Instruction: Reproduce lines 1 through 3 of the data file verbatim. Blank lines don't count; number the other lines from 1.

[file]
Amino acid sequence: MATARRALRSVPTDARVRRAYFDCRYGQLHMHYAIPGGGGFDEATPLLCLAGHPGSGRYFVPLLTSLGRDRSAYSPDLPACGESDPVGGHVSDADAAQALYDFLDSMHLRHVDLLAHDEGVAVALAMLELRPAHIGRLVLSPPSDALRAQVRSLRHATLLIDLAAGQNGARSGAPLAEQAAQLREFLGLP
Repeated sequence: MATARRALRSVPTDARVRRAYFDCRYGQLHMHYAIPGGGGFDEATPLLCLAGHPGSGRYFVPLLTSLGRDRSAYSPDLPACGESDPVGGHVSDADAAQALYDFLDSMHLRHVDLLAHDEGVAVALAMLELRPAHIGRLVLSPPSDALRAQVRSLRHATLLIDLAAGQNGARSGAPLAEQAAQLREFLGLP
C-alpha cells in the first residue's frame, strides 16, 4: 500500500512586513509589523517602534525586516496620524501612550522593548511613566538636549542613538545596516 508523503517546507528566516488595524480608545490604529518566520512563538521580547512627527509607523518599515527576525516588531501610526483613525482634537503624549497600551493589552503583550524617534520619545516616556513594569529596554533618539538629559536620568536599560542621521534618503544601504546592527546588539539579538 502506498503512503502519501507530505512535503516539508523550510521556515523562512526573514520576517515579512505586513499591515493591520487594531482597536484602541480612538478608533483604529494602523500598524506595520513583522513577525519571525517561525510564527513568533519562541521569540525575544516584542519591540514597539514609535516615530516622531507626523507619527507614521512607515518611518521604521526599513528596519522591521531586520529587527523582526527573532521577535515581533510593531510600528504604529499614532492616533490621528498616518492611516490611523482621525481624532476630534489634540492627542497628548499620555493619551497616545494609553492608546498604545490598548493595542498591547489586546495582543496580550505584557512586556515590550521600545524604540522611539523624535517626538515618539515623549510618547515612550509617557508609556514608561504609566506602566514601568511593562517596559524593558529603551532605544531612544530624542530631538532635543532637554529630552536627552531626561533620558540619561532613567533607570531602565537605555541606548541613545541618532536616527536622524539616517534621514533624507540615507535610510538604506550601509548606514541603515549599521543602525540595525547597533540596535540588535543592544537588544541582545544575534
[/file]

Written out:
Amino acid sequence: MATARRALRSVPTDARVRRAYFDCRYGQLHMHYAIPGGGGFDEATPLLCLAGHPGSGRYFVPLLTSLGRDRSAYSPDLPACGESDPVGGHVSDADAAQALYDFLDSMHLRHVDLLAHDEGVAVALAMLELRPAHIGRLVLSPPSDALRAQVRSLRHATLLIDLAAGQNGARSGAPLAEQAAQLREFLGLP
Repeated sequence: MATARRALRSVPTDARVRRAYFDCRYGQLHMHYAIPGGGGFDEATPLLCLAGHPGSGRYFVPLLTSLGRDRSAYSPDLPACGESDPVGGHVSDADAAQALYDFLDSMHLRHVDLLAHDEGVAVALAMLELRPAHIGRLVLSPPSDALRAQVRSLRHATLLIDLAAGQNGARSGAPLAEQAAQLREFLGLP
C-alpha cells in the first residue's frame, strides 16, 4: 500500500512586513509589523517602534525586516496620524501612550522593548511613566538636549542613538545596516 508523503517546507528566516488595524480608545490604529518566520512563538521580547512627527509607523518599515527576525516588531501610526483613525482634537503624549497600551493589552503583550524617534520619545516616556513594569529596554533618539538629559536620568536599560542621521534618503544601504546592527546588539539579538 502506498503512503502519501507530505512535503516539508523550510521556515523562512526573514520576517515579512505586513499591515493591520487594531482597536484602541480612538478608533483604529494602523500598524506595520513583522513577525519571525517561525510564527513568533519562541521569540525575544516584542519591540514597539514609535516615530516622531507626523507619527507614521512607515518611518521604521526599513528596519522591521531586520529587527523582526527573532521577535515581533510593531510600528504604529499614532492616533490621528498616518492611516490611523482621525481624532476630534489634540492627542497628548499620555493619551497616545494609553492608546498604545490598548493595542498591547489586546495582543496580550505584557512586556515590550521600545524604540522611539523624535517626538515618539515623549510618547515612550509617557508609556514608561504609566506602566514601568511593562517596559524593558529603551532605544531612544530624542530631538532635543532637554529630552536627552531626561533620558540619561532613567533607570531602565537605555541606548541613545541618532536616527536622524539616517534621514533624507540615507535610510538604506550601509548606514541603515549599521543602525540595525547597533540596535540588535543592544537588544541582545544575534